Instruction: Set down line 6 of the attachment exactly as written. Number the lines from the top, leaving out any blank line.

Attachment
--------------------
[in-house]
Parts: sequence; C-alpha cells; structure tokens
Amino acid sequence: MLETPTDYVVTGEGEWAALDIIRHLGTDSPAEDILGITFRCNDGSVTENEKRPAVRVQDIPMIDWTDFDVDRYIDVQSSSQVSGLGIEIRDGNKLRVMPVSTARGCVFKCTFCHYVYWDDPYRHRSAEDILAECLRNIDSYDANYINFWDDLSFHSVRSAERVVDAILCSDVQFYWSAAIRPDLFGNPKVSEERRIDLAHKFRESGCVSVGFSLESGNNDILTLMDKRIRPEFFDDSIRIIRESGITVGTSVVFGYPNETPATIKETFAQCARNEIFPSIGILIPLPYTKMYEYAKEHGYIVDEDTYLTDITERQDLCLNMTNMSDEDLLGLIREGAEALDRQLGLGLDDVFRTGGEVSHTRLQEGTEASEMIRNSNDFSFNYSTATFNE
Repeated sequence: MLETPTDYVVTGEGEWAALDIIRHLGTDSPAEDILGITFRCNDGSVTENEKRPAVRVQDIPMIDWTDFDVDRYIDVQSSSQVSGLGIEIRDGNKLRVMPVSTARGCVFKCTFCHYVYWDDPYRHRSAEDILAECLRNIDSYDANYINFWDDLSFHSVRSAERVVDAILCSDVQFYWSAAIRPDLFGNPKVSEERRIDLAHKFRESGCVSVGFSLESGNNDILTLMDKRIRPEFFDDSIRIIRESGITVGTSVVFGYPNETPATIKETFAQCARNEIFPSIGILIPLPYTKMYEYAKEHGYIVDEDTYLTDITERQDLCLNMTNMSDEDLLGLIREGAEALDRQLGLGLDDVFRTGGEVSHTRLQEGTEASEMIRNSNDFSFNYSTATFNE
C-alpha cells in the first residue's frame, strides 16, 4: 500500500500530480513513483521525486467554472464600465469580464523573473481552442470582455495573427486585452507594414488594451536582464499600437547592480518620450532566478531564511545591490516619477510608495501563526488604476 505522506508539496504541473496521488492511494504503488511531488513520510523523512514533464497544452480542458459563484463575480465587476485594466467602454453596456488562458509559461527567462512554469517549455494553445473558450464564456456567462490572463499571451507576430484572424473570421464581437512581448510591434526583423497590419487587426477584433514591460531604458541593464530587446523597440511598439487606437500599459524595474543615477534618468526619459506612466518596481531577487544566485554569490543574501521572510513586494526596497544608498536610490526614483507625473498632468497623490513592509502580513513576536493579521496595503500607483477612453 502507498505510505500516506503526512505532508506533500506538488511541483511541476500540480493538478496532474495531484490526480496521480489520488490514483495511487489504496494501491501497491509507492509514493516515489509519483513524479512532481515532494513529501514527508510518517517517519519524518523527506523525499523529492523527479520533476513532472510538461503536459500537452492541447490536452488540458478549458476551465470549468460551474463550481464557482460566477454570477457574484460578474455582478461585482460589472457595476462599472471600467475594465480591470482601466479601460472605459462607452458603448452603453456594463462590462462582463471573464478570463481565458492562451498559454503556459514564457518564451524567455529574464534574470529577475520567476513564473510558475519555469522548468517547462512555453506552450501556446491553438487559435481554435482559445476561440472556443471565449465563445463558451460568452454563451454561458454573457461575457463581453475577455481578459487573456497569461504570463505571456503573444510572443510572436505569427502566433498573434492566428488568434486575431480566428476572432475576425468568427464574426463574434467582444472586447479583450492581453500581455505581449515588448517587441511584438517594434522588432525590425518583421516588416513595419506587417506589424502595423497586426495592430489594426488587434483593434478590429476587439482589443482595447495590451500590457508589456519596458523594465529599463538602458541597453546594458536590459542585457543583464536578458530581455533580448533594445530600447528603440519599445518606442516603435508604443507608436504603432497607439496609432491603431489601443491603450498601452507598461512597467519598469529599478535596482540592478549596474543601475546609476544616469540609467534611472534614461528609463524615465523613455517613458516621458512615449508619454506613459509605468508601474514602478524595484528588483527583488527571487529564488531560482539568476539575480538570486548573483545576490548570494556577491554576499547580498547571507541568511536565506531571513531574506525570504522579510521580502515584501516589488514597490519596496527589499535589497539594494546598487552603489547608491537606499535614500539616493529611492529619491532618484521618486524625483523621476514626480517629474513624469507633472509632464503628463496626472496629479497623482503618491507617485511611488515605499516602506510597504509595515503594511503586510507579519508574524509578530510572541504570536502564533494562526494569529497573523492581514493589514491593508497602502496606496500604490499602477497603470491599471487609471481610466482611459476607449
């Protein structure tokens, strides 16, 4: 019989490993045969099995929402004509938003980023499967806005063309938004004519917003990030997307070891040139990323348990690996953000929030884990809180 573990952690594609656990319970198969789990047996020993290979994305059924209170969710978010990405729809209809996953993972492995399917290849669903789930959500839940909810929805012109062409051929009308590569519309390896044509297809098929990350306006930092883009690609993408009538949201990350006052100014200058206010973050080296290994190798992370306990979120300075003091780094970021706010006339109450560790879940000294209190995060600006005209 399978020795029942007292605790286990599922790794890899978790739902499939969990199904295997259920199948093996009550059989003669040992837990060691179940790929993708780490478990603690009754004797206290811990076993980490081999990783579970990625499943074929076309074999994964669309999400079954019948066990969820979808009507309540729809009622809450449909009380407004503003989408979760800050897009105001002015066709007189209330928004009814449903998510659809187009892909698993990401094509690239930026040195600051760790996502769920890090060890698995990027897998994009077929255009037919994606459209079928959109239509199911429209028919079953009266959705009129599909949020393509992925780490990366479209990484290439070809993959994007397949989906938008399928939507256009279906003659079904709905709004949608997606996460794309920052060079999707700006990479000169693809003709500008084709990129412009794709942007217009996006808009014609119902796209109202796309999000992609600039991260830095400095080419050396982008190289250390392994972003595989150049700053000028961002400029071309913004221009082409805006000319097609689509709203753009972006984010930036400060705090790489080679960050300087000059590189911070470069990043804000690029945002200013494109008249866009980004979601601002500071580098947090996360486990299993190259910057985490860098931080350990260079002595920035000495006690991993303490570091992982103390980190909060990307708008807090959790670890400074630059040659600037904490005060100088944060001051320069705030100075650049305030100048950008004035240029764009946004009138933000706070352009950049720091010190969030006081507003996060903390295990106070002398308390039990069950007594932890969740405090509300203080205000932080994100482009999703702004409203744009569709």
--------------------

């Protein structure tokens, strides 16, 4: 019989490993045969099995929402004509938003980023499967806005063309938004004519917003990030997307070891040139990323348990690996953000929030884990809180 573990952690594609656990319970198969789990047996020993290979994305059924209170969710978010990405729809209809996953993972492995399917290849669903789930959500839940909810929805012109062409051929009308590569519309390896044509297809098929990350306006930092883009690609993408009538949201990350006052100014200058206010973050080296290994190798992370306990979120300075003091780094970021706010006339109450560790879940000294209190995060600006005209 399978020795029942007292605790286990599922790794890899978790739902499939969990199904295997259920199948093996009550059989003669040992837990060691179940790929993708780490478990603690009754004797206290811990076993980490081999990783579970990625499943074929076309074999994964669309999400079954019948066990969820979808009507309540729809009622809450449909009380407004503003989408979760800050897009105001002015066709007189209330928004009814449903998510659809187009892909698993990401094509690239930026040195600051760790996502769920890090060890698995990027897998994009077929255009037919994606459209079928959109239509199911429209028919079953009266959705009129599909949020393509992925780490990366479209990484290439070809993959994007397949989906938008399928939507256009279906003659079904709905709004949608997606996460794309920052060079999707700006990479000169693809003709500008084709990129412009794709942007217009996006808009014609119902796209109202796309999000992609600039991260830095400095080419050396982008190289250390392994972003595989150049700053000028961002400029071309913004221009082409805006000319097609689509709203753009972006984010930036400060705090790489080679960050300087000059590189911070470069990043804000690029945002200013494109008249866009980004979601601002500071580098947090996360486990299993190259910057985490860098931080350990260079002595920035000495006690991993303490570091992982103390980190909060990307708008807090959790670890400074630059040659600037904490005060100088944060001051320069705030100075650049305030100048950008004035240029764009946004009138933000706070352009950049720091010190969030006081507003996060903390295990106070002398308390039990069950007594932890969740405090509300203080205000932080994100482009999703702004409203744009569709």